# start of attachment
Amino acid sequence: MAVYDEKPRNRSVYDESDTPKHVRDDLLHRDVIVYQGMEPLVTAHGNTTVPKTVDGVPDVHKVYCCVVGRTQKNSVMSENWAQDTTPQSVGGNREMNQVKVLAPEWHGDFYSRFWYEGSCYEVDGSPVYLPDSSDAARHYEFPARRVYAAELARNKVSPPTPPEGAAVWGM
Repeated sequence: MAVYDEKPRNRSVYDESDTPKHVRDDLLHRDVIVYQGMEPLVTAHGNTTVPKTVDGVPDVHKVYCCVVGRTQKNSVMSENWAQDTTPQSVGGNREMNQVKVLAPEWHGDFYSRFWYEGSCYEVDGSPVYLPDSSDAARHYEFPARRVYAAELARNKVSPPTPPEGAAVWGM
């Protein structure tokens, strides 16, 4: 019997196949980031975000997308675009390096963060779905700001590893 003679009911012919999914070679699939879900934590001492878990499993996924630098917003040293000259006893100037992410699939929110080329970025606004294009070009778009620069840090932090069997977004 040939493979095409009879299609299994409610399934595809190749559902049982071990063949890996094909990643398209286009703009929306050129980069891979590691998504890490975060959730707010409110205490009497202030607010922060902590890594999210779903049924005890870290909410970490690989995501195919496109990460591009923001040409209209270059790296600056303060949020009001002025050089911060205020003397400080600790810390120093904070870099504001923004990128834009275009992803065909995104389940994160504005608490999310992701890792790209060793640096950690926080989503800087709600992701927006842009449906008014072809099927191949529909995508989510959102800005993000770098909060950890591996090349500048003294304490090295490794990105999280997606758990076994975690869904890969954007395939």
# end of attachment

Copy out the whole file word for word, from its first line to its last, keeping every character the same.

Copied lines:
Amino acid sequence: MAVYDEKPRNRSVYDESDTPKHVRDDLLHRDVIVYQGMEPLVTAHGNTTVPKTVDGVPDVHKVYCCVVGRTQKNSVMSENWAQDTTPQSVGGNREMNQVKVLAPEWHGDFYSRFWYEGSCYEVDGSPVYLPDSSDAARHYEFPARRVYAAELARNKVSPPTPPEGAAVWGM
Repeated sequence: MAVYDEKPRNRSVYDESDTPKHVRDDLLHRDVIVYQGMEPLVTAHGNTTVPKTVDGVPDVHKVYCCVVGRTQKNSVMSENWAQDTTPQSVGGNREMNQVKVLAPEWHGDFYSRFWYEGSCYEVDGSPVYLPDSSDAARHYEFPARRVYAAELARNKVSPPTPPEGAAVWGM
């Protein structure tokens, strides 16, 4: 019997196949980031975000997308675009390096963060779905700001590893 003679009911012919999914070679699939879900934590001492878990499993996924630098917003040293000259006893100037992410699939929110080329970025606004294009070009778009620069840090932090069997977004 040939493979095409009879299609299994409610399934595809190749559902049982071990063949890996094909990643398209286009703009929306050129980069891979590691998504890490975060959730707010409110205490009497202030607010922060902590890594999210779903049924005890870290909410970490690989995501195919496109990460591009923001040409209209270059790296600056303060949020009001002025050089911060205020003397400080600790810390120093904070870099504001923004990128834009275009992803065909995104389940994160504005608490999310992701890792790209060793640096950690926080989503800087709600992701927006842009449906008014072809099927191949529909995508989510959102800005993000770098909060950890591996090349500048003294304490090295490794990105999280997606758990076994975690869904890969954007395939």